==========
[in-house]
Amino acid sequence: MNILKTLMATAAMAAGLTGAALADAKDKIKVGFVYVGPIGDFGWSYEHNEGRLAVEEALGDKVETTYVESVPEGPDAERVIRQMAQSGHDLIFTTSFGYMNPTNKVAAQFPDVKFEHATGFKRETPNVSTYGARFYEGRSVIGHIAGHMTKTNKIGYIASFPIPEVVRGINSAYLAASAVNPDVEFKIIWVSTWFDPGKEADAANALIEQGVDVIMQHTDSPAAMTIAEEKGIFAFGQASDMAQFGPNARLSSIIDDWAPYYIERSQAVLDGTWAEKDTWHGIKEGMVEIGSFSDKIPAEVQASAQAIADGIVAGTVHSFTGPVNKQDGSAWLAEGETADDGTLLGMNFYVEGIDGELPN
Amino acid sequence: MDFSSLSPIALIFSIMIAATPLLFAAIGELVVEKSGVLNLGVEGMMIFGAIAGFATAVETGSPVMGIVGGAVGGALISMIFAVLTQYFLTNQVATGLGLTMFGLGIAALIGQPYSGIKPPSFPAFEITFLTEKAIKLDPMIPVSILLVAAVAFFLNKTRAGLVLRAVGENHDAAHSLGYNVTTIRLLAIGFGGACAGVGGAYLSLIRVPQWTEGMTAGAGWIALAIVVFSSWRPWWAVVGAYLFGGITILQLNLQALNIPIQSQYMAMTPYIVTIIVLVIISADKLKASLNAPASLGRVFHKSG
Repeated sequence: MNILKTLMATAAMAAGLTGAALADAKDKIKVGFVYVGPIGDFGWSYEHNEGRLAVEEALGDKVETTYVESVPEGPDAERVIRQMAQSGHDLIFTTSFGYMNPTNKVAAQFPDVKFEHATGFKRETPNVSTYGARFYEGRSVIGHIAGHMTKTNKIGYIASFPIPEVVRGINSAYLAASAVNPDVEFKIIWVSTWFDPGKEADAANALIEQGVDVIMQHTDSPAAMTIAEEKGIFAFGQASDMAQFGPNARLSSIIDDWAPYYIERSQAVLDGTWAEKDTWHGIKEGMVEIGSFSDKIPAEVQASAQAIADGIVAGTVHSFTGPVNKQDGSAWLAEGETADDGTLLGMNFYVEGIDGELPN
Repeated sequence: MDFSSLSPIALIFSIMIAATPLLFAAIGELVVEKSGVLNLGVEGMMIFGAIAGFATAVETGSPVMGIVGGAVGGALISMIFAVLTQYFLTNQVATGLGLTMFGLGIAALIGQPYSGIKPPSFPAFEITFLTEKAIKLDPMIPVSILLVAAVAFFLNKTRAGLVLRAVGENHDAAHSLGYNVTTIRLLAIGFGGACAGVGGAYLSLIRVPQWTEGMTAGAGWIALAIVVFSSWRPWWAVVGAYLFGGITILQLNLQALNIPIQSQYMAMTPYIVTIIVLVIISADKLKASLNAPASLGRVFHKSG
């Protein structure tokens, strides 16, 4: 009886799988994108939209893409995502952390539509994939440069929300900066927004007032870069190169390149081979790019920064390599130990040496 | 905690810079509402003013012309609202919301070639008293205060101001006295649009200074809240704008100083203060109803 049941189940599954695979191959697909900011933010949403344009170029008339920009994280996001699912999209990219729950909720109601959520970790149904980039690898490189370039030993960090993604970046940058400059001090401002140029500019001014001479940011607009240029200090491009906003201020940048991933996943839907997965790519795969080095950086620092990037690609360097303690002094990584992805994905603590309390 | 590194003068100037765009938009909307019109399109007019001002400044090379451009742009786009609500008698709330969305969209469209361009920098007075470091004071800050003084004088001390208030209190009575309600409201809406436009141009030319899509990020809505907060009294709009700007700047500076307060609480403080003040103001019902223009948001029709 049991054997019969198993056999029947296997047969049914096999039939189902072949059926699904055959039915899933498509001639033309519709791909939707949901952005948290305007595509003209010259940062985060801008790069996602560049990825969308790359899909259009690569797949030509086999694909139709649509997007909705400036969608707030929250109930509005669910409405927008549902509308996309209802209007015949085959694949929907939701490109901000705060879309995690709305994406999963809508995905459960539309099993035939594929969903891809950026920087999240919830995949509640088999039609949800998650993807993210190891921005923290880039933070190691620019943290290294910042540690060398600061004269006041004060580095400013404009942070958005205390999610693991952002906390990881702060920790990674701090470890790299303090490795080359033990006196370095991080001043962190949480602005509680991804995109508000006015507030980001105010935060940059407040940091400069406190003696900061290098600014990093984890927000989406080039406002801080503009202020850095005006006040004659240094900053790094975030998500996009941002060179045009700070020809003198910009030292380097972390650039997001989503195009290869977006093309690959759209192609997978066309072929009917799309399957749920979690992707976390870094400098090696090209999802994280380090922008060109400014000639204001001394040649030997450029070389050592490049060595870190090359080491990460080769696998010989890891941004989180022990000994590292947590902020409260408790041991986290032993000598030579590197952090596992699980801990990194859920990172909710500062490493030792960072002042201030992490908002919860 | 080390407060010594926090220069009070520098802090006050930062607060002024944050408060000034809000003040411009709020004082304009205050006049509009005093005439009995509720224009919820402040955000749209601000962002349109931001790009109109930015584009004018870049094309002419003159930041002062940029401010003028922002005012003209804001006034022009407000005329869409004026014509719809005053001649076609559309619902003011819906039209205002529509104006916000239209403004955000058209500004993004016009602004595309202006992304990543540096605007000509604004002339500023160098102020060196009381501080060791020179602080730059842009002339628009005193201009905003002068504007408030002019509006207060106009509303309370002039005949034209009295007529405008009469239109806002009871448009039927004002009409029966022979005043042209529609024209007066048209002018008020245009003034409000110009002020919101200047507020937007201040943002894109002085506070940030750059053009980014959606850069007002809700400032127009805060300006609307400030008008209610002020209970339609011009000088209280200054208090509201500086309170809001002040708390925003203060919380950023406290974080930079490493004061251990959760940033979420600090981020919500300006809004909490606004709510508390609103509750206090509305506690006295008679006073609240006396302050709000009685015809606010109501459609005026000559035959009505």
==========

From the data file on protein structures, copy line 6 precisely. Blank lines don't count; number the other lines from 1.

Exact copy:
């Protein structure tokens, strides 16, 4: 009886799988994108939209893409995502952390539509994939440069929300900066927004007032870069190169390149081979790019920064390599130990040496 | 905690810079509402003013012309609202919301070639008293205060101001006295649009200074809240704008100083203060109803 049941189940599954695979191959697909900011933010949403344009170029008339920009994280996001699912999209990219729950909720109601959520970790149904980039690898490189370039030993960090993604970046940058400059001090401002140029500019001014001479940011607009240029200090491009906003201020940048991933996943839907997965790519795969080095950086620092990037690609360097303690002094990584992805994905603590309390 | 590194003068100037765009938009909307019109399109007019001002400044090379451009742009786009609500008698709330969305969209469209361009920098007075470091004071800050003084004088001390208030209190009575309600409201809406436009141009030319899509990020809505907060009294709009700007700047500076307060609480403080003040103001019902223009948001029709 049991054997019969198993056999029947296997047969049914096999039939189902072949059926699904055959039915899933498509001639033309519709791909939707949901952005948290305007595509003209010259940062985060801008790069996602560049990825969308790359899909259009690569797949030509086999694909139709649509997007909705400036969608707030929250109930509005669910409405927008549902509308996309209802209007015949085959694949929907939701490109901000705060879309995690709305994406999963809508995905459960539309099993035939594929969903891809950026920087999240919830995949509640088999039609949800998650993807993210190891921005923290880039933070190691620019943290290294910042540690060398600061004269006041004060580095400013404009942070958005205390999610693991952002906390990881702060920790990674701090470890790299303090490795080359033990006196370095991080001043962190949480602005509680991804995109508000006015507030980001105010935060940059407040940091400069406190003696900061290098600014990093984890927000989406080039406002801080503009202020850095005006006040004659240094900053790094975030998500996009941002060179045009700070020809003198910009030292380097972390650039997001989503195009290869977006093309690959759209192609997978066309072929009917799309399957749920979690992707976390870094400098090696090209999802994280380090922008060109400014000639204001001394040649030997450029070389050592490049060595870190090359080491990460080769696998010989890891941004989180022990000994590292947590902020409260408790041991986290032993000598030579590197952090596992699980801990990194859920990172909710500062490493030792960072002042201030992490908002919860 | 080390407060010594926090220069009070520098802090006050930062607060002024944050408060000034809000003040411009709020004082304009205050006049509009005093005439009995509720224009919820402040955000749209601000962002349109931001790009109109930015584009004018870049094309002419003159930041002062940029401010003028922002005012003209804001006034022009407000005329869409004026014509719809005053001649076609559309619902003011819906039209205002529509104006916000239209403004955000058209500004993004016009602004595309202006992304990543540096605007000509604004002339500023160098102020060196009381501080060791020179602080730059842009002339628009005193201009905003002068504007408030002019509006207060106009509303309370002039005949034209009295007529405008009469239109806002009871448009039927004002009409029966022979005043042209529609024209007066048209002018008020245009003034409000110009002020919101200047507020937007201040943002894109002085506070940030750059053009980014959606850069007002809700400032127009805060300006609307400030008008209610002020209970339609011009000088209280200054208090509201500086309170809001002040708390925003203060919380950023406290974080930079490493004061251990959760940033979420600090981020919500300006809004909490606004709510508390609103509750206090509305506690006295008679006073609240006396302050709000009685015809606010109501459609005026000559035959009505």